TURNING OFF WYOMING 354 into the Double J Ranch, there’s an eagle perched on a fence post. As my car passes, it takes flight toward the Wyoming Range, only a few miles to the west. Following the gravel driveway southeast as it winds for a mile towards the main house and working ranch buildings, my passing sends sage grouse scurrying into the willows.
A bridge crosses a wetland area, curves, and then the heart of this working ranch pops into view: an equipment shed, a barn, the main house, and a pond lined with historic log cabins. Idyllic doesn’t even begin to describe the scene.
“It was love at first sight,” JJ Healy says. His first time here Healy wasn’t greeted by an eagle, but by a mule deer. “Driving up to what was the main house at the time, there were these enormous antlers sticking out of the sage,” he says. “That got me focused.”
Healy bought this ranch knowing next to nothing about ranching, other than it had been a dream of his since shortly after college. Post-college, Healy had worked as a ski coach in New Zealand. While there, he also worked on a sheep station. “That was my intro to agriculture,” he says. “Right then, I decided that if a miracle ever came into my life and it became a possibility, I’d get a cattle ranch.” After 10 years working in mergers and acquisitions for the likes of First Boston Investment Bank and Yahoo! Healy realized that his miracle had happened.
Healy had been looking for a working ranch property for two years before happening upon this one between the Wind Rivers and the Wyoming Range just west of Daniel Junction. Still an avid skier, Healy was looking for ranches within 90 minutes of a major ski area so he concentrated his efforts in Wyoming, Idaho and Montana. Jackson Hole Mountain Resort is just over an hour away.
As soon as he bought the property, Healy began interviewing architects. The job wasn’t merely to design a home, but also all of the accessory structures required by a working ranch — a barn, a home for the ranch manager, an equipment shed. Healy clicked with Jackson-based John Carney, a founding principal of Carney Logan Burke, because of Carney’s own ranch background. Carney’s family has a ranch on the Green River, only a handful of miles as the crow flies from the Double J.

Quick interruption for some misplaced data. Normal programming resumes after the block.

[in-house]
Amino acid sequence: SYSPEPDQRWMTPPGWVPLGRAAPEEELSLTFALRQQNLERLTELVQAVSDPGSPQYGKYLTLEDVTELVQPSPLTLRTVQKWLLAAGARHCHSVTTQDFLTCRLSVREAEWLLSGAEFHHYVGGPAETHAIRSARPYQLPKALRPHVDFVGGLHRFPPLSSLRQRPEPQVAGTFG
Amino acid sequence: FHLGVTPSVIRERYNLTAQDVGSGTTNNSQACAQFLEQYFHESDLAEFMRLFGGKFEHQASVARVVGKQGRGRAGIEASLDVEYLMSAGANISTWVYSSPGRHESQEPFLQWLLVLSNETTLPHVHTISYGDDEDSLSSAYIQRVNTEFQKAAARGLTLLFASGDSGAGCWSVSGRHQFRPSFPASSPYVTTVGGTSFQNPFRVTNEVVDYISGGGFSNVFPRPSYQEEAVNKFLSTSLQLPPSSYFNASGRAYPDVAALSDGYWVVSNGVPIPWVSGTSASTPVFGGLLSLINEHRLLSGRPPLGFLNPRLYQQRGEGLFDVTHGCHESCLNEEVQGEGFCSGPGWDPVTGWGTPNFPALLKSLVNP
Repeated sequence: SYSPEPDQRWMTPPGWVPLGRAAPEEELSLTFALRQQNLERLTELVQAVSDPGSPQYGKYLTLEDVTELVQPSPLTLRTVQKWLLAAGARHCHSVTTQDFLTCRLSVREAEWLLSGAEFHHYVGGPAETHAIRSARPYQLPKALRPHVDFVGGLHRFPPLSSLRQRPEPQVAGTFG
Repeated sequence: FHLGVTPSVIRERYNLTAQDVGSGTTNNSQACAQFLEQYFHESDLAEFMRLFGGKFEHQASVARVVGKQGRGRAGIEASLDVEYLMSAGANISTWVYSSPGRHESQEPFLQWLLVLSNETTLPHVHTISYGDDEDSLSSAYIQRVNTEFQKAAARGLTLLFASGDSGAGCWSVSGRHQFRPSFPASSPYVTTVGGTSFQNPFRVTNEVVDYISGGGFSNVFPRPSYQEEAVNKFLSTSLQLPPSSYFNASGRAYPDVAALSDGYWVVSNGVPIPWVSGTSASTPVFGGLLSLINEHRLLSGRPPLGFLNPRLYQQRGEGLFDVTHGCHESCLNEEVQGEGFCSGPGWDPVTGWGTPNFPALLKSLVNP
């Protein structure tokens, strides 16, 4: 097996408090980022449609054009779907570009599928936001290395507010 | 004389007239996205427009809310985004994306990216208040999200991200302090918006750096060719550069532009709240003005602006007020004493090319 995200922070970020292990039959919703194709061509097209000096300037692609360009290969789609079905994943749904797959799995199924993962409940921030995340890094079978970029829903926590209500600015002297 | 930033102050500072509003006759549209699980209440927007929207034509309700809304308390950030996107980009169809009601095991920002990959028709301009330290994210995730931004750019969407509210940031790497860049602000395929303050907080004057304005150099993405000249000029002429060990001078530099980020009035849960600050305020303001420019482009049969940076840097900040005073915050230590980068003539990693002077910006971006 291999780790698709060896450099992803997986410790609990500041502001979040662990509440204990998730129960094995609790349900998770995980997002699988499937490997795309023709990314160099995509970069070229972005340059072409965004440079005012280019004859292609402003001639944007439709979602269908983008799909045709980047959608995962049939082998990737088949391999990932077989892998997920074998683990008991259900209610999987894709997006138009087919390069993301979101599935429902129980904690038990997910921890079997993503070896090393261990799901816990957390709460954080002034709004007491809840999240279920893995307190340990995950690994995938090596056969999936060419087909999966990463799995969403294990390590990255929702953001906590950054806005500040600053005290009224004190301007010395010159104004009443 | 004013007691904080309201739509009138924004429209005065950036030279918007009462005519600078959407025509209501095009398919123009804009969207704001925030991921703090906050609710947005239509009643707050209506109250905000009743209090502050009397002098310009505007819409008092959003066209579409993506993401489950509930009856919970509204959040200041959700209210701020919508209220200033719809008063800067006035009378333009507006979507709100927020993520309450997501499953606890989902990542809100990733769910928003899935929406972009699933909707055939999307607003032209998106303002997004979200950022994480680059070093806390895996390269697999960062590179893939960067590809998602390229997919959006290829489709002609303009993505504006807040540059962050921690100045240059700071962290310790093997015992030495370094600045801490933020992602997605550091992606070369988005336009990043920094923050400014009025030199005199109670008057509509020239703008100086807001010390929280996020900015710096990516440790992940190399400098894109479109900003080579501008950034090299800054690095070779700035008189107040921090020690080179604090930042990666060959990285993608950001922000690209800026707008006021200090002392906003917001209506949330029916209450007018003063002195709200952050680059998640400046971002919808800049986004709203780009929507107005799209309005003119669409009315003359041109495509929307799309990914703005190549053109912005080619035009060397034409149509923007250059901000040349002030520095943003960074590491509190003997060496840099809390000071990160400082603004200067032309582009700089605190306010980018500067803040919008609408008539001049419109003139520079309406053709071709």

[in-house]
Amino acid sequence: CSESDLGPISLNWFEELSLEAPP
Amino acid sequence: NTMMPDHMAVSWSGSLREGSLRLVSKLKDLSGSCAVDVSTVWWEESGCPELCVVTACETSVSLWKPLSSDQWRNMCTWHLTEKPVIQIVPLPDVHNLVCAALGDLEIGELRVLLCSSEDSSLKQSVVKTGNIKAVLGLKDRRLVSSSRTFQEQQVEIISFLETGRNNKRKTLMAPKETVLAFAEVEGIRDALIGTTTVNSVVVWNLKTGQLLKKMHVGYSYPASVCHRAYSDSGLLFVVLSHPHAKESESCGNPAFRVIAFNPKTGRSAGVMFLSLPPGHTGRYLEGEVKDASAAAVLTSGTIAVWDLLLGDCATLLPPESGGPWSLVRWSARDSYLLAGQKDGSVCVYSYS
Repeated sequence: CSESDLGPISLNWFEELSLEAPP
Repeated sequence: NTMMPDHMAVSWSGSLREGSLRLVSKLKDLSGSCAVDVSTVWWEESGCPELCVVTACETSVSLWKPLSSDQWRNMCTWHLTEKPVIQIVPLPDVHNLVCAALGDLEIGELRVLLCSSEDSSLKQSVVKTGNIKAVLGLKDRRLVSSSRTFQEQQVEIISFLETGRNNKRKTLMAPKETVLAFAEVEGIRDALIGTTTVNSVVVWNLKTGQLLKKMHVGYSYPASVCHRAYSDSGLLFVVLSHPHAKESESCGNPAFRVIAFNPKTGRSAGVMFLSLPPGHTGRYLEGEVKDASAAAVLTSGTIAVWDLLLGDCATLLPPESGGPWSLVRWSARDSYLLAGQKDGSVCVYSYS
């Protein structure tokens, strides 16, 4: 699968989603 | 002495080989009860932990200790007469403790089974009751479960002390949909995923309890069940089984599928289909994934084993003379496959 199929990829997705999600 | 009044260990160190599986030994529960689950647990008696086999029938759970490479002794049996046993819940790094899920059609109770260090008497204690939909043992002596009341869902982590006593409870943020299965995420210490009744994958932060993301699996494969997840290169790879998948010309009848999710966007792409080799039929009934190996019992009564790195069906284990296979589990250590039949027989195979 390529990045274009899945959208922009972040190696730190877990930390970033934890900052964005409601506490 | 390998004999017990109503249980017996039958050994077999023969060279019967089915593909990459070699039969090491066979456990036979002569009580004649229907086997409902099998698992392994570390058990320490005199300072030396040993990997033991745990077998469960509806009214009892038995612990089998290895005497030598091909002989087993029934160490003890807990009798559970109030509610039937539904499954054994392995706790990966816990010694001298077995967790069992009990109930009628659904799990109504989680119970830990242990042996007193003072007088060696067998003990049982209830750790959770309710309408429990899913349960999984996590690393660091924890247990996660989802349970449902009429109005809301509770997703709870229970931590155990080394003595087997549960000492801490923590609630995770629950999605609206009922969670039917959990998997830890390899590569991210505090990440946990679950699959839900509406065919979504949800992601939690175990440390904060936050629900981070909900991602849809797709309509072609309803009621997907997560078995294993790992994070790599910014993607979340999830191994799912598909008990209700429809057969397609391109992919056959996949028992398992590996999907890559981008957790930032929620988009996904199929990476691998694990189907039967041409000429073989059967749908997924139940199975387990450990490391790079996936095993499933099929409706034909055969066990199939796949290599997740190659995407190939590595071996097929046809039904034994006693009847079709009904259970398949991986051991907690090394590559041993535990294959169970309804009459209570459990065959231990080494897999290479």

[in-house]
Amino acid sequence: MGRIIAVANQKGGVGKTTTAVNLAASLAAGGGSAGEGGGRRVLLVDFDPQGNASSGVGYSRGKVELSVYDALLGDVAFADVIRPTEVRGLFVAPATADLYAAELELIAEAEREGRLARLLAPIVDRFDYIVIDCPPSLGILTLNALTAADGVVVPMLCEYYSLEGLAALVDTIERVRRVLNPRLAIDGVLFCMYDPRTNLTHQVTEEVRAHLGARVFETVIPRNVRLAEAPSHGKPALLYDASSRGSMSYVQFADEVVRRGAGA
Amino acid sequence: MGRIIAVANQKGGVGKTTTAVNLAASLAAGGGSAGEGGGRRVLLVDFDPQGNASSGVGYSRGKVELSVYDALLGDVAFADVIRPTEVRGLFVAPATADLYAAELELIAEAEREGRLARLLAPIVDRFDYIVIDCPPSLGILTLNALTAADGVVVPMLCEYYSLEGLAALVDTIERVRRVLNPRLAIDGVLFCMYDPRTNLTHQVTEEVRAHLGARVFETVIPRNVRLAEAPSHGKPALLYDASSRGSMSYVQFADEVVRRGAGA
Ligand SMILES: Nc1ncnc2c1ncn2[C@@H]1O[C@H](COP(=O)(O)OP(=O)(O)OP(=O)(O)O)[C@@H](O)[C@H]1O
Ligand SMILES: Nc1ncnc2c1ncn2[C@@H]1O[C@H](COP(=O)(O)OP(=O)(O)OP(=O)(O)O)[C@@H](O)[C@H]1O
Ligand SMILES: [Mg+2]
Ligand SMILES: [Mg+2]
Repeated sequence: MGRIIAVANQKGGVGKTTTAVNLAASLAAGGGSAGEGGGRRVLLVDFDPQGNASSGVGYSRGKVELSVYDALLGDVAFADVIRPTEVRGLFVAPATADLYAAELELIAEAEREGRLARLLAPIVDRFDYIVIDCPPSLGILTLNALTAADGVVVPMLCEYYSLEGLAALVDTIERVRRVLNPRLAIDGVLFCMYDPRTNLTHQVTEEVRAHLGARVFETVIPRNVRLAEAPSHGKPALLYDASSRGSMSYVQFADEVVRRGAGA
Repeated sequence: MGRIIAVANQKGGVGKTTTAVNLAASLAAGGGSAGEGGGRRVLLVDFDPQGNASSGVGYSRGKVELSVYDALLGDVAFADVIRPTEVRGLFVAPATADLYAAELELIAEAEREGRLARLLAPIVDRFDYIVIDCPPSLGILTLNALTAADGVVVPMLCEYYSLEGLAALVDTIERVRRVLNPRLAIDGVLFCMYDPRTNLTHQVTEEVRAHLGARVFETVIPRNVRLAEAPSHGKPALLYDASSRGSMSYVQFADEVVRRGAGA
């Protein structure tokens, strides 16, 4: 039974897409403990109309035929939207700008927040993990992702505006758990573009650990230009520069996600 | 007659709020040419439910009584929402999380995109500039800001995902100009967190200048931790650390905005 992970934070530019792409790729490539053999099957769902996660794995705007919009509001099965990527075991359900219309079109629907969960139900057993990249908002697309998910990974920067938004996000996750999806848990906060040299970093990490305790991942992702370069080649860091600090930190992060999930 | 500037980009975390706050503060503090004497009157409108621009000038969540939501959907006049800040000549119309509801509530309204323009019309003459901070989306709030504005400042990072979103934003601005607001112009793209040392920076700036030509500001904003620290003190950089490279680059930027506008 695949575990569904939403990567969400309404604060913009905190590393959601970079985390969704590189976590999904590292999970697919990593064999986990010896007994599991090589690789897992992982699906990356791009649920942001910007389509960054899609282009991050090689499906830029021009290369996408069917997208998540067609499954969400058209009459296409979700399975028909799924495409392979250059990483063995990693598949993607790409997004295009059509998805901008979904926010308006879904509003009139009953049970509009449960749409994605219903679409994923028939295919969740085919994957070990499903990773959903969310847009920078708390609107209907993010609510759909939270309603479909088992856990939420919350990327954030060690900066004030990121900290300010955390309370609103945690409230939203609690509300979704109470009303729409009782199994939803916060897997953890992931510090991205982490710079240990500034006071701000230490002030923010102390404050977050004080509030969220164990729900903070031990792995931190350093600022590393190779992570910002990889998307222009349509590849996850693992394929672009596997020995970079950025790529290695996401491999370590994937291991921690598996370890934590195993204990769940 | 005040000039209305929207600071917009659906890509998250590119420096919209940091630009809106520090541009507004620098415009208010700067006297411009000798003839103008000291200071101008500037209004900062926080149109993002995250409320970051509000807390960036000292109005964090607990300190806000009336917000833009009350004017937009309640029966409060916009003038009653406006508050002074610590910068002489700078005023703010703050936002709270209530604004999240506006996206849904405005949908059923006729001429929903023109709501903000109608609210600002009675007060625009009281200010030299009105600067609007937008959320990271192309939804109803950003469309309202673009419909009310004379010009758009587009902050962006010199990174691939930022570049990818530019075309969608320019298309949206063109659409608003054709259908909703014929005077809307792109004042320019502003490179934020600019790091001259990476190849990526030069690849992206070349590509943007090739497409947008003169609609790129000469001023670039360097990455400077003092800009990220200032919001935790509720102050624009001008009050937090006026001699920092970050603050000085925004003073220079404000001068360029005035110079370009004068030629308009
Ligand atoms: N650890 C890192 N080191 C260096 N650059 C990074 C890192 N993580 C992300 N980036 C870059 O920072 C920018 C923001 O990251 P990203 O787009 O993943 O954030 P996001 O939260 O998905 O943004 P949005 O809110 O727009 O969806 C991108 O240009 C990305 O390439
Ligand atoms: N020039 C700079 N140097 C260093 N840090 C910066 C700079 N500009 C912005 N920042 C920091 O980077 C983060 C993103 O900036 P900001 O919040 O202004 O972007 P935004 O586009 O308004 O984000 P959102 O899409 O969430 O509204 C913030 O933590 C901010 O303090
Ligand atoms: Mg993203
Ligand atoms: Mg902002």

The Double J came with a main house and outbuildings. No one had lived in the house since 1961 though. Healy invited the Daniel Fire Department to demolish it for training. Some of the buildings — an historic chicken house, a shed barn — were saved and moved around the property to serve as visual interest.
“The ranch was sort of a tabula rasa,” Carney says. “We had to design the entire flow.” Healy says the neighbors were concerned the ranch would get developed when he first bought the property. “I wanted to do the exact opposite though — turn it back into a working family cattle ranch,” he says.
Classic barn style, reinterpreted.
Healy and Carney spent hours walking around the property working out the siting. “Figuring out where the house wanted to be sited was more of a fun exercise than a challenge, but we wanted to get it absolutely right,” Carney says. “For [Carney Logan Burke], siting is one of the smart moves you make that can completely transform a project. It is such an important element that leads to the ultimate success — or failure — of a project.”